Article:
If you haven’t met a significant other on a dating app, you’ve probably heard about someone who has. The beginning of that relationship probably involved some cheesy pickup line, a phone number exchange or even an awkward request to “do something sometime,” but it definitely started with a first impression. To make the most of your dating app profile, follow these tips to ensure that your experience goes as right as your swipes.
Setup — You did it. After months on the fence and some convincing from a few concerned friends, that little app is finally (back) on your phone with endless opportunities. Now it’s time to set up your profile.
Apps like Tinder, Bumble and Bae help to expedite the setup process for new users by importing information and photos from Facebook and Instagram onto the user’s profile. However, some apps allow users to opt for a more anonymous approach. Grindr lets its users create an account using an email address and manually enter everything from age to body type. Her, a dating app developed by and for LGBTQ women features an “incognito mode” where subscribed users can sign in with their email and opt to only have their profiles shown to users that they have “liked.”
Photos — While apps connected to your Facebook and Instagram accounts may just draw from your photos, these might not be the pictures you want to use. What if an older photo of you with an ex is flowed in? That isn’t going to help anyone in this process. Use this part of your profile to get creative. Most people will probably spend no more than a few seconds when deciding whether to “swipe right” on you or not — and most might not even get further than the first photo, so take that one into special account.
Are you into sports? Are you close with your friends and family? How much do you identify with memes? Your first photo is the best place to show — rather than tell — potential matches your interests and what you’re all about. Remember that people will respond to something that they find interesting or attractive.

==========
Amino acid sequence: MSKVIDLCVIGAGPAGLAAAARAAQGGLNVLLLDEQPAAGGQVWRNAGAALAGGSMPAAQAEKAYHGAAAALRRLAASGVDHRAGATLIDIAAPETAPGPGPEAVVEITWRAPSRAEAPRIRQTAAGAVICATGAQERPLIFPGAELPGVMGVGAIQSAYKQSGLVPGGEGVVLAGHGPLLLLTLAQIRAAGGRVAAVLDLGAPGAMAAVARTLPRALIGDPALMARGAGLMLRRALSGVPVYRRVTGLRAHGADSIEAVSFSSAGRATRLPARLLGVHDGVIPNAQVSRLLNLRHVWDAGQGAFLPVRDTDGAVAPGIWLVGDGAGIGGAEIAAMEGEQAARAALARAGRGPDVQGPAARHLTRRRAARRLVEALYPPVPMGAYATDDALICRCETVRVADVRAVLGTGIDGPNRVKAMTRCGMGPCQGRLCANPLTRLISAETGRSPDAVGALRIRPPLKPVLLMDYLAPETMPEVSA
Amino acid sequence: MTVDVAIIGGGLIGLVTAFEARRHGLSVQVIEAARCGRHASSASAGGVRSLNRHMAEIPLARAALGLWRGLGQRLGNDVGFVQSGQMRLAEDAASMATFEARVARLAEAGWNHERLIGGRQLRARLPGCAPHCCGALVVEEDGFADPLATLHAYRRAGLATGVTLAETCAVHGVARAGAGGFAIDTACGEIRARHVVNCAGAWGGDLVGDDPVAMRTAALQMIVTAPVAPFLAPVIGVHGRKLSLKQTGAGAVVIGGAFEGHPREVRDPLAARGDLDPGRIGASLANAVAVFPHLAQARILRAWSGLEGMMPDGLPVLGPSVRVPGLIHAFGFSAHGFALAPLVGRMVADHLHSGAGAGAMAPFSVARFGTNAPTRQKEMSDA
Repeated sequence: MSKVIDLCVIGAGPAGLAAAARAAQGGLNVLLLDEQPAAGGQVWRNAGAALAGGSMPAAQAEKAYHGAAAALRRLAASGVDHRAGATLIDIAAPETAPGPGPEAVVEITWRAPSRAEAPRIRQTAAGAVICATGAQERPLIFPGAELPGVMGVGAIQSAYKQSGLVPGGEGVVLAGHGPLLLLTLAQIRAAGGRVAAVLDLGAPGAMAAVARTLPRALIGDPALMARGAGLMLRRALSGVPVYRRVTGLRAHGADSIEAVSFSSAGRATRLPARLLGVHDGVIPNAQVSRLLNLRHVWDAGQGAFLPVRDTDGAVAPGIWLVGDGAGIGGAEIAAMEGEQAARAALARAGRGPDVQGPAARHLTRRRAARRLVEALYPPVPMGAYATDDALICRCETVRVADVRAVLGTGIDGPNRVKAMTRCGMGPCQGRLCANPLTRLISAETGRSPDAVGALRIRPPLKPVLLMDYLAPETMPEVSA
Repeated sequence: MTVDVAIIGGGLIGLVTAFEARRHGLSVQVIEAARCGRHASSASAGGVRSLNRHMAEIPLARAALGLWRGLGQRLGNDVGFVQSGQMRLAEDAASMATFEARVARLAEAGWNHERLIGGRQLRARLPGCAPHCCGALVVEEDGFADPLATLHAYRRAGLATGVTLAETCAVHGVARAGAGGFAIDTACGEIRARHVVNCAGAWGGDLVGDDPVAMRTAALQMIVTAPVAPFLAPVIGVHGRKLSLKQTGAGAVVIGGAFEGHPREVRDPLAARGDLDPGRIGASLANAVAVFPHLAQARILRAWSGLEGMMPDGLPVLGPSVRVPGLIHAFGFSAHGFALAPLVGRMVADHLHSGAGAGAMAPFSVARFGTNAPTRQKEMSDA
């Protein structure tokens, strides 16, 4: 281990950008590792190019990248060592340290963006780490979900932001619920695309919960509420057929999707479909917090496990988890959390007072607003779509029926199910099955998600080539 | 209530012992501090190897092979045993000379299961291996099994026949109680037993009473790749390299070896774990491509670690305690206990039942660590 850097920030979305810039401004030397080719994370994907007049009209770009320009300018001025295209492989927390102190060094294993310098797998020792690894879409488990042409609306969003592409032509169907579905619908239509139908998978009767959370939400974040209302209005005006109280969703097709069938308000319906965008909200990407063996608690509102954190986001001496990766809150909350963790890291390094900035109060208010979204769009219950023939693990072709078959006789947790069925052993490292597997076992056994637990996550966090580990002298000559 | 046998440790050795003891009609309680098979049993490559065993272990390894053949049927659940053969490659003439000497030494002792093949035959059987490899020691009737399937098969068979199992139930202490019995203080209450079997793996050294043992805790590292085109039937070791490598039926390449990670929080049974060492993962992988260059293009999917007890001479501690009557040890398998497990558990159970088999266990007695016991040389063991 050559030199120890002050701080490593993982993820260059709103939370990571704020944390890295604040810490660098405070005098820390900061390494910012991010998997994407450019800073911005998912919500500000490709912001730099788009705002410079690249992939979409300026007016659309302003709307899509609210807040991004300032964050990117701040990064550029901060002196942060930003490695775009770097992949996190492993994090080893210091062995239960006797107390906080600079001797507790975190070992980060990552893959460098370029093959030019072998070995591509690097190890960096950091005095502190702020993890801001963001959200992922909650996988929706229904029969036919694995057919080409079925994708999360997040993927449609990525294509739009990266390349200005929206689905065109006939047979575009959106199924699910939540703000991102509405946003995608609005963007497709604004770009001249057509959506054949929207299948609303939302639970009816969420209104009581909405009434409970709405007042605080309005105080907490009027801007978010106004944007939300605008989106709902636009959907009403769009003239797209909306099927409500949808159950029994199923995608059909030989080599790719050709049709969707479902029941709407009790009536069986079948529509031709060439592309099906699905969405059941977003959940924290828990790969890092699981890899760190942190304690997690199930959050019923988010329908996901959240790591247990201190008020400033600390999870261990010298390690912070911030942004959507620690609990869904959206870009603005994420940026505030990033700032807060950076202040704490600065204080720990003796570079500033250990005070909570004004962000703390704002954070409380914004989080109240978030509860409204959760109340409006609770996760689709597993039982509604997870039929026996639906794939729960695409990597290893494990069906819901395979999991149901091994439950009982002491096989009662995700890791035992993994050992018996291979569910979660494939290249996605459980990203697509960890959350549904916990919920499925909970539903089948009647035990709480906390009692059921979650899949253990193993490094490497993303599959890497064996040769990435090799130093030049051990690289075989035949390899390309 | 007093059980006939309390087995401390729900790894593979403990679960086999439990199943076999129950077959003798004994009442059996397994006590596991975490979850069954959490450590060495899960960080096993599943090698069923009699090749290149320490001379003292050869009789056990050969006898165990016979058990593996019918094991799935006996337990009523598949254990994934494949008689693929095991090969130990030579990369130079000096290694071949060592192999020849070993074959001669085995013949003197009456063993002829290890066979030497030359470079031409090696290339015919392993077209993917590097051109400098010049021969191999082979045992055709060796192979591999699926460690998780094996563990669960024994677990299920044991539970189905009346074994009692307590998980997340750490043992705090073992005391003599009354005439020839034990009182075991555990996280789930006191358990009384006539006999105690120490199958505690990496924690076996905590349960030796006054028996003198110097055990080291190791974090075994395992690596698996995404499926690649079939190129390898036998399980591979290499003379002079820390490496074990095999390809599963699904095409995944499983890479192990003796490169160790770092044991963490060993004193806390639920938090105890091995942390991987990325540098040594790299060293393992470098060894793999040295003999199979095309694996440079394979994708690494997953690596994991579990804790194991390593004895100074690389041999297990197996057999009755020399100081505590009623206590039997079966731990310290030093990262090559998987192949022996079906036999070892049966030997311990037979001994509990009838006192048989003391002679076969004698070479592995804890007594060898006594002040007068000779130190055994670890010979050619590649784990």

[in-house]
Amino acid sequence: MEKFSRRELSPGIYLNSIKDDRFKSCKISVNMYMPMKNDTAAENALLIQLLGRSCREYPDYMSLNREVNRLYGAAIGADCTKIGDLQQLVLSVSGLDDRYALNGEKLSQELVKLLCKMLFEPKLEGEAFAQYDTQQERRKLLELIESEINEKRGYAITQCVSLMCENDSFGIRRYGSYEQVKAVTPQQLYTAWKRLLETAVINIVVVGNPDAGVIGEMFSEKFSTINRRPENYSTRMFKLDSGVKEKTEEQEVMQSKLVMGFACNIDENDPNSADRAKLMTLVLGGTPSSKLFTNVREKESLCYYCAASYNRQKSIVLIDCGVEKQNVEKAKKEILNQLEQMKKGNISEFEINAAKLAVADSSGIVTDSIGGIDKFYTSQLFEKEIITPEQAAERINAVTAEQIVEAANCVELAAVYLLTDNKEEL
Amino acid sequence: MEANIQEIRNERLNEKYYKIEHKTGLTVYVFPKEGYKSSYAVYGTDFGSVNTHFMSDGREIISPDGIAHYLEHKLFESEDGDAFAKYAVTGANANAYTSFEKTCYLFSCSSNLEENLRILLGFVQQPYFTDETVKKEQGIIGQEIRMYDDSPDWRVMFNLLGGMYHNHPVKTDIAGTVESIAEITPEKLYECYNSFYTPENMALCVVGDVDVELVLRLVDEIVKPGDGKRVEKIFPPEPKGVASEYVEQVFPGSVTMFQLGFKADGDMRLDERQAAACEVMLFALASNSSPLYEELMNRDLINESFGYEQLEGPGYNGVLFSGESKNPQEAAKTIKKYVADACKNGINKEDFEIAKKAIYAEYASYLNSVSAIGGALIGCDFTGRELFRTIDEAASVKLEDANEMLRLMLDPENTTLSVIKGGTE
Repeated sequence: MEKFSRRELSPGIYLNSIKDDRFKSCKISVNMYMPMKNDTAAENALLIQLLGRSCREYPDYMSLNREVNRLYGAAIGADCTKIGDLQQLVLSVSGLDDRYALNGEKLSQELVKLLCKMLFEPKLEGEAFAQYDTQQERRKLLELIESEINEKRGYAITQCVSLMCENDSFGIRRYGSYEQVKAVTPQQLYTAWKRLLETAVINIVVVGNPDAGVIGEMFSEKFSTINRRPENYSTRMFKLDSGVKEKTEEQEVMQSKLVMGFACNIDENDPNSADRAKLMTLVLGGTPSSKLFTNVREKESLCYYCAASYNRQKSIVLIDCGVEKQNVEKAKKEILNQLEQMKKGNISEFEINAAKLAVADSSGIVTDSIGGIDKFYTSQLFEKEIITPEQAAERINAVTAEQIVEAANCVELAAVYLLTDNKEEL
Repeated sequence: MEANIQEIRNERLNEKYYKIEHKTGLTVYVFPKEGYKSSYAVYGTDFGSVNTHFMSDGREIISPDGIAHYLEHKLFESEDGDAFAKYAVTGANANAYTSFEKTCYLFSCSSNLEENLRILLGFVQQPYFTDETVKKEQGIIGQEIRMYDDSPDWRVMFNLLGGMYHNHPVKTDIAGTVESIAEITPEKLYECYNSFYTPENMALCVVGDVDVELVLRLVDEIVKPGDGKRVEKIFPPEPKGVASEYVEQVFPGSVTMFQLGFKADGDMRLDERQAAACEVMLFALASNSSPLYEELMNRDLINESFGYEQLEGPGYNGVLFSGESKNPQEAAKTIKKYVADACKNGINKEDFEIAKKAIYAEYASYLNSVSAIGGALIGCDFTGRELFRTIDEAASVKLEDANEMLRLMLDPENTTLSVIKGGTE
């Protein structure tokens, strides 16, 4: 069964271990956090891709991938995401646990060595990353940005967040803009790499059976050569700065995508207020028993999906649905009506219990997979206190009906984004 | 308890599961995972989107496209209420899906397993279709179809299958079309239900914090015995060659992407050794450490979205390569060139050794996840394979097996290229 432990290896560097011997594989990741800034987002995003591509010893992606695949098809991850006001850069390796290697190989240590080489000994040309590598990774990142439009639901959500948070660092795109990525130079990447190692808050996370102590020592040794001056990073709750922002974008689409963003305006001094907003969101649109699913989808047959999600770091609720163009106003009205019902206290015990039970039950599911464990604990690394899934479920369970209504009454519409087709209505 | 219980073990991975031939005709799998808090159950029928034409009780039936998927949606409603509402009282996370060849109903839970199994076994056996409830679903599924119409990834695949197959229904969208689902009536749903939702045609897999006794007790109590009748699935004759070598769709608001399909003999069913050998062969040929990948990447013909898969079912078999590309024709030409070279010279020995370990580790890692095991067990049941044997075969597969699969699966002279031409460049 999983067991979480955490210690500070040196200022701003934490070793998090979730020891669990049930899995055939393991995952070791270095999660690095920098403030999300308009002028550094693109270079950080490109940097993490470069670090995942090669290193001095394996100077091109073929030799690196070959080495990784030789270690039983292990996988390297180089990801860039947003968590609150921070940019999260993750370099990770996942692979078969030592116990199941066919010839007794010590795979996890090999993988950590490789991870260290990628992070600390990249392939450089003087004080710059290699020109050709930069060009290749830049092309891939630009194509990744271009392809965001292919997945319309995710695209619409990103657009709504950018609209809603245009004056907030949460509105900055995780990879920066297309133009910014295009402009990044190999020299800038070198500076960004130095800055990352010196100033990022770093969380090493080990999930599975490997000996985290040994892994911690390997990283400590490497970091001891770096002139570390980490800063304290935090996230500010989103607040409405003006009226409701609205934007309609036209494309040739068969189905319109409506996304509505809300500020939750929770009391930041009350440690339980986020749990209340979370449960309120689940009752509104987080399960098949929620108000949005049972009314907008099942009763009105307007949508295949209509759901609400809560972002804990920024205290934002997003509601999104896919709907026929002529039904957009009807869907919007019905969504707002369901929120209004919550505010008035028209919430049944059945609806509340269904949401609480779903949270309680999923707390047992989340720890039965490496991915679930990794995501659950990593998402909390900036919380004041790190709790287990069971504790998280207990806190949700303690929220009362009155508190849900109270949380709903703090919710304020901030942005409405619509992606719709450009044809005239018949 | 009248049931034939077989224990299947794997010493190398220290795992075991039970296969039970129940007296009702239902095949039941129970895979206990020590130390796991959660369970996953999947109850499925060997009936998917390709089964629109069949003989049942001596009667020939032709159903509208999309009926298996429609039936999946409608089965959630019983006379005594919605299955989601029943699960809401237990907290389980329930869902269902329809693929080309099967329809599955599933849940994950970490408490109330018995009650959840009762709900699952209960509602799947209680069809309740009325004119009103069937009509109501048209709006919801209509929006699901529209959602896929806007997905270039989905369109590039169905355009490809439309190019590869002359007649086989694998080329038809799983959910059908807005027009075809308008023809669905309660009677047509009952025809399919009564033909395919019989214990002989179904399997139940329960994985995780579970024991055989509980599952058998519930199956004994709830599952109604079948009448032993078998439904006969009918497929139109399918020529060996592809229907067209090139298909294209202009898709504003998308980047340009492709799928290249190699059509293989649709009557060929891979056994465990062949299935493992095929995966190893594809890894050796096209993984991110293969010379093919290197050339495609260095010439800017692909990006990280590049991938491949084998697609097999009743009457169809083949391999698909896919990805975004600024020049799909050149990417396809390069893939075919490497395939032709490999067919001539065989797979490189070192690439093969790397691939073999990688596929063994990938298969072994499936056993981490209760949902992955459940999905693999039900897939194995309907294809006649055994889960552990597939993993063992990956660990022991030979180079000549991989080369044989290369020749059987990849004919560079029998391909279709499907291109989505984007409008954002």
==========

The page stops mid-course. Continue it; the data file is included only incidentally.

For the non-naturally photogenic, selfies can make a great option as well, especially with the right angling and lighting. But shy away from having nothing but selfies on your profile. You don’t want to look like you don’t have any friends or activities in your life. Then again, it’s also a good idea to ditch large group photos — you don’t want the other person to have to go through a “Where’s Waldo” situation.
Bio — With bios, it’s best to keep them short and sweet. School and class year is always a safe bet, but if you have a fun fact about yourself, feel free to add that in as well.
Bios can also be a good place to lay out your interests and intentions. Dating apps are often framed as a tool for finding easy hookups, but phrases like “looking for something serious” and “not into hookups” may make finding what you are looking for a tad easier.
Opening Line — Now that your profile is filling up with connections, it’s time to get social. With your first message, it’s important to think outside of the box. This is especially crucial with timed apps like Bumble, which only allows users 24 hours for an opening message. Your connection might have dozens of matches to choose from, so it’s important to make yours stand out.
But no matter your choice of opening line, GIF or photo, it’s most important to remain respectful. DM slides can be fun and funny, but if you get vulgar or offensive, you’re probably just going to disgust the person on the other end. Remember that the person reading your message is a human with thoughts and feelings. Don’t run the risk of getting blocked, reported or even worse: screenshot and roasted in a group chat.